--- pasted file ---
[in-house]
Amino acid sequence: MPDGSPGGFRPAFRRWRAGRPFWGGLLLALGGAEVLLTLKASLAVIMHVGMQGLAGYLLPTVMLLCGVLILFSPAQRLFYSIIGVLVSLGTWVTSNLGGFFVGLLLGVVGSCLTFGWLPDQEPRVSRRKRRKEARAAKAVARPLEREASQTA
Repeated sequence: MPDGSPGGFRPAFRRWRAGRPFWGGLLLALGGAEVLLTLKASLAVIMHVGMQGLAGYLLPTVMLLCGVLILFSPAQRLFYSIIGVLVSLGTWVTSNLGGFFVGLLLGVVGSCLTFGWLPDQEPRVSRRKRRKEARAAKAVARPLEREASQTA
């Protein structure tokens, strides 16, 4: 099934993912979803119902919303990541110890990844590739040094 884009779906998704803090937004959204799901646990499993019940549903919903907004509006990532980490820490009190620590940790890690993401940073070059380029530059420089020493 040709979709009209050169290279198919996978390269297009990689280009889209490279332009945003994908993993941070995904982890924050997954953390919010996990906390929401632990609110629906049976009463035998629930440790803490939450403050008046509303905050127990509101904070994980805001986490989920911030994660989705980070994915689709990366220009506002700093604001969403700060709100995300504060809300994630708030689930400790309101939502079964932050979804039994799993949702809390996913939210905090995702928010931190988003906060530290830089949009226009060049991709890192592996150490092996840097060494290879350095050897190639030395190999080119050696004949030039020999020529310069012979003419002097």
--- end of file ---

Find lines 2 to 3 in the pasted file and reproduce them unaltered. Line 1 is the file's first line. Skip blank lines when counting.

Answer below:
Amino acid sequence: MPDGSPGGFRPAFRRWRAGRPFWGGLLLALGGAEVLLTLKASLAVIMHVGMQGLAGYLLPTVMLLCGVLILFSPAQRLFYSIIGVLVSLGTWVTSNLGGFFVGLLLGVVGSCLTFGWLPDQEPRVSRRKRRKEARAAKAVARPLEREASQTA
Repeated sequence: MPDGSPGGFRPAFRRWRAGRPFWGGLLLALGGAEVLLTLKASLAVIMHVGMQGLAGYLLPTVMLLCGVLILFSPAQRLFYSIIGVLVSLGTWVTSNLGGFFVGLLLGVVGSCLTFGWLPDQEPRVSRRKRRKEARAAKAVARPLEREASQTA